ViroVet and the Pirbright Institute are first to demonstrate efficacy of antivirals in ASFV infected pigs

ViroVet and the Pirbright Institute are first to demonstrate efficacy of antivirals in ASFV infected pigs

Belgian biotechnology company ViroVet partnered with researchers at The Pirbright Institute in 2019 to develop and test the first antiviral drugs that act against African swine fever (ASF).  In the abscence of a vaccine, antiviral drugs will provide an alternative control method which can help limit clinical signs in pigs and lower virus replication.  This will reduce the spread of disease and help to contain outbreaks, ultimately reducing the number of pigs lost to this deadly viral infection.

The research, part funded by the Biotechnology and Biological Science Research Council LINK programme, has led to the selection of several antiviral drugs that were already screened by ViroVet.  These antivirals have shown to be potent and selective inhibitors of ASF viral replication in cells in the abscence of cellular toxicity.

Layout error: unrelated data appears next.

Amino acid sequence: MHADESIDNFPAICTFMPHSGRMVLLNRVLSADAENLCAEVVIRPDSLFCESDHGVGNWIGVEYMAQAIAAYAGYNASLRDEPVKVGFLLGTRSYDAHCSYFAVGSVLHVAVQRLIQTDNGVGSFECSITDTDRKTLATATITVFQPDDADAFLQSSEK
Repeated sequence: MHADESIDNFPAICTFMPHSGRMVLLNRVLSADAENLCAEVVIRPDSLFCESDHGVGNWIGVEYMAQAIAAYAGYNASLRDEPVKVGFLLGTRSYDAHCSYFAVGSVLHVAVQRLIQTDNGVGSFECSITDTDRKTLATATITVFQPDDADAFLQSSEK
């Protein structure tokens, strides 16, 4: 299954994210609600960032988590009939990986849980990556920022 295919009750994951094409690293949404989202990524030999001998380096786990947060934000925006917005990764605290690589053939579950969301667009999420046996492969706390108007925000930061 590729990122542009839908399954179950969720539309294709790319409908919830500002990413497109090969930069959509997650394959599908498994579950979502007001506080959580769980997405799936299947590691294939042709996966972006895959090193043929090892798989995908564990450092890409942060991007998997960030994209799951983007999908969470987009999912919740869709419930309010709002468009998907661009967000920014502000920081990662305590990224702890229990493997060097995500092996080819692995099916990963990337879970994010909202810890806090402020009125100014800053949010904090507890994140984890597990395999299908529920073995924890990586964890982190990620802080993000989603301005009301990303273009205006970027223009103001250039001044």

A first candidate drug was trialled at Pirbright's unique high containment facilities this summer and demonstrated effectiveness in reducing ASF viral replication and disease in pigs.  One third of the treated animals survived the challenge with ASF virus without significant disease signs and appeared to have cleared the virus.  Further studies are planned with optimised dose regimens in the following months.

Dr Erwin Blomsma, Chief Executive Officer of ViroVet: "The recent outbreaks of ASF in Asia have caused more than 100 billion USD damage, there is a clear and urgent need for antiviral drugs as well as vaccines."

Dr Linda Dixon, Head of the African Swine Fever Group at The Pirbright Institute, said: "This study is a very promising first step in providing an important tool for control of African swine fever that can be used alone or in combination with vaccines."

Dr Nesya Goris, Chief Development Officer and co-founder of ViroVet added: "African swine fever is a devastating and often fatal disease.  It is rewarding to be part of a team working on a potential solution."